Housed in a 20-pin thermally enhanced TSSOP package, the LM3424 drives up to 18 high-brightness LEDs (HBLEDs) in series with an output current above 2 A in typical applications. The LED driver can regulate currents based on buck, boost, SEPIC, flyback, and buck-boost topologies, and enables improved reliability for LED systems.
Operating over a 4.5- to 75-V input range allows regulation of a variety of LED loads. The device's PWM controller provides high-speed capabilities, including an oscillator frequency range that can be synchronized to 2.0 MHz. Additional characteristics include programmable soft-start, and PWM and analog dimming. Protection includes low-power and thermal shutdown, and cycle-by-cycle current limit.
The MOSFET-based LM3424 offers high-side differential current-sensing with a low adjustable threshold voltage that regulates output current while maintaining efficiency. Peak current-mode control provides noise immunity and an inherent cycle-by-cycle current limit. The adjustable current-sense threshold enables amplitude-dimming (analog) of the LED current.
The output enable/disable function, coupled with an internal dimming drive circuit, provides high-speed PWM dimming with an external MOSFET at the LED load. Maximum LED current is not internally limited because the LM3424 is a controller. Instead, current is a function of the system's operating point, components, and switching frequency.
Peak current-mode control uses a series resistor in the LED path to sense LED current. The driver can use either a series resistor in the MOSFET path or MOSFET RDS(ON) for cycle-by-cycle current limit and input-voltage feed forward.
Fig. 1 shows an LM3424 configured as a buck-boost controller that drives a series string of LEDs. The MOSFET on the input voltage source (Q1) stores energy in the inductor (L1) while the output capacitor (C OUT) provides energy to the LED load. When Q1 turns off, recirculating diode (D1) becomes forward-biased and L1 provides energy to both COUT and the LED load. The average output LED current (ILED) is proportional to the average inductor current; therefore, if the average current is tightly controlled, the ILED is well-regulated. As the system changes input voltage or output voltage, the ideal duty cycle is varied to regulate the average current and, ultimately, ILED.
In extreme temperatures, thermal foldback is necessary because if LED temperatures rise above a safe threshold, their lifetime and efficacy decreases. Thermal foldback ensures the warranty period of fixtures in applications such as headlights, warehouse lighting, and street lights.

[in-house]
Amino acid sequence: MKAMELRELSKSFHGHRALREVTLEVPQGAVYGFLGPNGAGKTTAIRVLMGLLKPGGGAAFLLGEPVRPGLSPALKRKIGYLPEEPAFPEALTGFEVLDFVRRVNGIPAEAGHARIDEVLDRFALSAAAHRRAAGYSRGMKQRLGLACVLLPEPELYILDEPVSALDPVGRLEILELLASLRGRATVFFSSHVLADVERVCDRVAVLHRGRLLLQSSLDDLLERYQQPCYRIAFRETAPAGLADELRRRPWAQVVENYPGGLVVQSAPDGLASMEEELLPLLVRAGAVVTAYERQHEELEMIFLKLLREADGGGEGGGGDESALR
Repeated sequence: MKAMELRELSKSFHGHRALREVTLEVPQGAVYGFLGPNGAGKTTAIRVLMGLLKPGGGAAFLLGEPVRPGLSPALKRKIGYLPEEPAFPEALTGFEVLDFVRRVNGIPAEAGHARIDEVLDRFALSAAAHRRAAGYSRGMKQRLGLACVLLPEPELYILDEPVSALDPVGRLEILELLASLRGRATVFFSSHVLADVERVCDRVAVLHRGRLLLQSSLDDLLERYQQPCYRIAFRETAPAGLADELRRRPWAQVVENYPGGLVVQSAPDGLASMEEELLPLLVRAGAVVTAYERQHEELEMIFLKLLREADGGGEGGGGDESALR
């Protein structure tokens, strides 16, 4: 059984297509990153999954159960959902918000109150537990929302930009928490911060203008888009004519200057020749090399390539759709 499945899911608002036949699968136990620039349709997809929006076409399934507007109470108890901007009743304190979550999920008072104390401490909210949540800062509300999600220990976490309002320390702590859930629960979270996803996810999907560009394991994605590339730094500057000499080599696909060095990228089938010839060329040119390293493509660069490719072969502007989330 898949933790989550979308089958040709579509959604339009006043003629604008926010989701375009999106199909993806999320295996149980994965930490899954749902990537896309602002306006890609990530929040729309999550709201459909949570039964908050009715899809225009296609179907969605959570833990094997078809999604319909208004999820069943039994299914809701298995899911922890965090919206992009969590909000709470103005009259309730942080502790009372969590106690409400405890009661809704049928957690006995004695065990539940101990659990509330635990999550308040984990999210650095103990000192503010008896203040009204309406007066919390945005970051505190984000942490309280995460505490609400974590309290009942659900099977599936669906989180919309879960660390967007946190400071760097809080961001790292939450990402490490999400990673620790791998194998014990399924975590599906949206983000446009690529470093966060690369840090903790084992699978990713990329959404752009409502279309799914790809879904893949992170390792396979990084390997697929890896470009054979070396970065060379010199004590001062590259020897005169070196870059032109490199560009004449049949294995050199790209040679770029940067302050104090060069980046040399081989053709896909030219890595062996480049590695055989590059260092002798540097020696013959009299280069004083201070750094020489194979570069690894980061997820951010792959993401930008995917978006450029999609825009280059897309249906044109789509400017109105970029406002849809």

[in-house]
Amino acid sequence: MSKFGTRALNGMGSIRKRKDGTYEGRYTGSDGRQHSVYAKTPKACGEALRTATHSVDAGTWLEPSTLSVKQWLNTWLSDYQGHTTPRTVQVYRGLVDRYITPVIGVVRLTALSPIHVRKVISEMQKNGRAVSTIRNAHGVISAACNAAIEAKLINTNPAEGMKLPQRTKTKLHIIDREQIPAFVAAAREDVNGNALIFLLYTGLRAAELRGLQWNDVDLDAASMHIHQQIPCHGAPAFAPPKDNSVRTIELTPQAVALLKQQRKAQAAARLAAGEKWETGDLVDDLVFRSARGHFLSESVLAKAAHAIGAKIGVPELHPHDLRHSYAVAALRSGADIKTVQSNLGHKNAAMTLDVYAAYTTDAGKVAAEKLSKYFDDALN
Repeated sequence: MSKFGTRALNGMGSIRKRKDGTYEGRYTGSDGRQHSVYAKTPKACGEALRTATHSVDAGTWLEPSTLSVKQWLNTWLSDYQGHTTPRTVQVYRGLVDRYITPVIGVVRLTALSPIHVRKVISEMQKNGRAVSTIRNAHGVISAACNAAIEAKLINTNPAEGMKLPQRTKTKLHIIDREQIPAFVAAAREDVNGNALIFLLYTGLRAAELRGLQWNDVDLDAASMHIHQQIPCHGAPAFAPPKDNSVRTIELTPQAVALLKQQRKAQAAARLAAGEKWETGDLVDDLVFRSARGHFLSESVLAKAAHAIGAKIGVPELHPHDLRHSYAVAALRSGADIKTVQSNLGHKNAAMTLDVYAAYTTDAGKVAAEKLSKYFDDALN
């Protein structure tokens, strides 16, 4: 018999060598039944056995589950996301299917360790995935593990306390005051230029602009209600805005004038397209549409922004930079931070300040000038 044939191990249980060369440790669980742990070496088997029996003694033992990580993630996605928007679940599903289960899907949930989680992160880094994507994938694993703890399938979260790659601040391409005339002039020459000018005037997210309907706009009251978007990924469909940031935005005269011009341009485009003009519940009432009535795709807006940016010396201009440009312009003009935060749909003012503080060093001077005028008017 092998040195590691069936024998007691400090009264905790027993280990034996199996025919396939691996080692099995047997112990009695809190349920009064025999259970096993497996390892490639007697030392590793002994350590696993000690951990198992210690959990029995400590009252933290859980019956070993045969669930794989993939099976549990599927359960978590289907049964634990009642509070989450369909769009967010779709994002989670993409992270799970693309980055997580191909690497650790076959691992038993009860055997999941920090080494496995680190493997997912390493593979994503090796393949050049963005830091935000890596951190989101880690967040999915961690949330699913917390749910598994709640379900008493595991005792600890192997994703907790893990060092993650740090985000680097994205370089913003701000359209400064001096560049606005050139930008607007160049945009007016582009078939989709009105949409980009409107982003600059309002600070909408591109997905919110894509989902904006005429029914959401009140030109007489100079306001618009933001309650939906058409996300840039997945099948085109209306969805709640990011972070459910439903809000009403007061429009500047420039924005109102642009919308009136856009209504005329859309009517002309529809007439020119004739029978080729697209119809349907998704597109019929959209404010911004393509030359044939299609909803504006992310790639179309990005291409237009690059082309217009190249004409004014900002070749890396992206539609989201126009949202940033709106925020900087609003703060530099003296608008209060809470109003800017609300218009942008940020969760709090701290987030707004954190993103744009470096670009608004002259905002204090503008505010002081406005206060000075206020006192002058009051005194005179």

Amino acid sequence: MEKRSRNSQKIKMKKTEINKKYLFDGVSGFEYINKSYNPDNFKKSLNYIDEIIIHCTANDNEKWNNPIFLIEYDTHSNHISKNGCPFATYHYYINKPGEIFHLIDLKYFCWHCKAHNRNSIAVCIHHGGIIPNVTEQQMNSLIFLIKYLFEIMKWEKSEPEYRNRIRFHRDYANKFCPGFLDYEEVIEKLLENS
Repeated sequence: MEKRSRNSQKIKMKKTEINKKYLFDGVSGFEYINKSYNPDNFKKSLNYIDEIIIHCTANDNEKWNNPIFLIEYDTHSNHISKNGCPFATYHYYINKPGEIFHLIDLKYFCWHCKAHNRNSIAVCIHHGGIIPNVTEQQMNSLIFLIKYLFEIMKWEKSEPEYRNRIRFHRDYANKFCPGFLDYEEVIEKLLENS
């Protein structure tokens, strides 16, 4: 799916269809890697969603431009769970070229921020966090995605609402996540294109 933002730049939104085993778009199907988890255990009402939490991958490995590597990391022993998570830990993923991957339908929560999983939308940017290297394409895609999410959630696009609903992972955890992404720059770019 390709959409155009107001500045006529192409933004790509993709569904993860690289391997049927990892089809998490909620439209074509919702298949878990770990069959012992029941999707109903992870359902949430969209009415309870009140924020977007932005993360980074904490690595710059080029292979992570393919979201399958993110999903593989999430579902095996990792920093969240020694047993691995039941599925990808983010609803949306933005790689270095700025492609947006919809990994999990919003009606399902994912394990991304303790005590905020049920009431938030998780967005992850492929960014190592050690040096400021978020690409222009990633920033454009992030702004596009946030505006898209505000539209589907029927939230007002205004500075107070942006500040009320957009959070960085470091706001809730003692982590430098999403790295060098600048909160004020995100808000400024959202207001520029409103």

The circuit enclosed by the dashed lines in Fig. 1 provides thermal foldback. The circuit includes a resistor network with an NTC thermistor. The TSENSE pin sets a temperature-dependent voltage. As thermistor temperature increases, its resistance decreases (non-linearly). Therefore, as temperature increases, the TSENSE voltage decreases, causing the LED current to decrease. The reduced current dims the LED to a programmed range, where it remains until it returns to a safe operating temperature.
Generally, the foldback circuit requires two functions: a temperature breakpoint (TBK) — after which the nominal operating current needs to be reduced — and a slope corresponding to LED current that decreases as temperature increases (Fig. 2). Here, the reciprocal of R GAIN sets the slope and the resistor network sets the temperature breakpoint. View Table
An external resistor (RT) from the RT/SYNC pin to ground sets the LM3424's switching frequency. Alternatively, an external PWM signal can be applied to the RT/SYNC pin — through a filter and an ac coupling capacitor — to synchronize the part to an external clock.
If the external PWM signal is applied at a frequency higher than the base frequency set by the RT resistor, the internal oscillator is bypassed and the switching frequency becomes the synchronized frequency. An external synchronization signal should have a pulse-width of 100 ns, an amplitude between 3 and 6 V, and should be ac coupled to the RT/SYNC pin with a 100-pF ceramic capacitor.
The internal programmable oscillator may cause current-mode instability at duty cycles higher than 50%. To avoid this, the IC adds an artificial ramp (slope compensation) to the control signal. The slope is programmable to allow a wide range of component choices.
National's WEBENCH® LED Designer (Fig. 3) helps to identify the ideal LED temperature threshold or foldback breakpoint. Traditionally, resistor values are calculated by hand to identify temperature foldback breakpoints.
WEBENCH allows the designer to enter the temperature foldback and slope points, and then visualize the behavior of the design at different LED temperatures. An interactive temperature slider shows the results graphically. The driver design automatically updates with the entry of new temperature breakpoint requirements.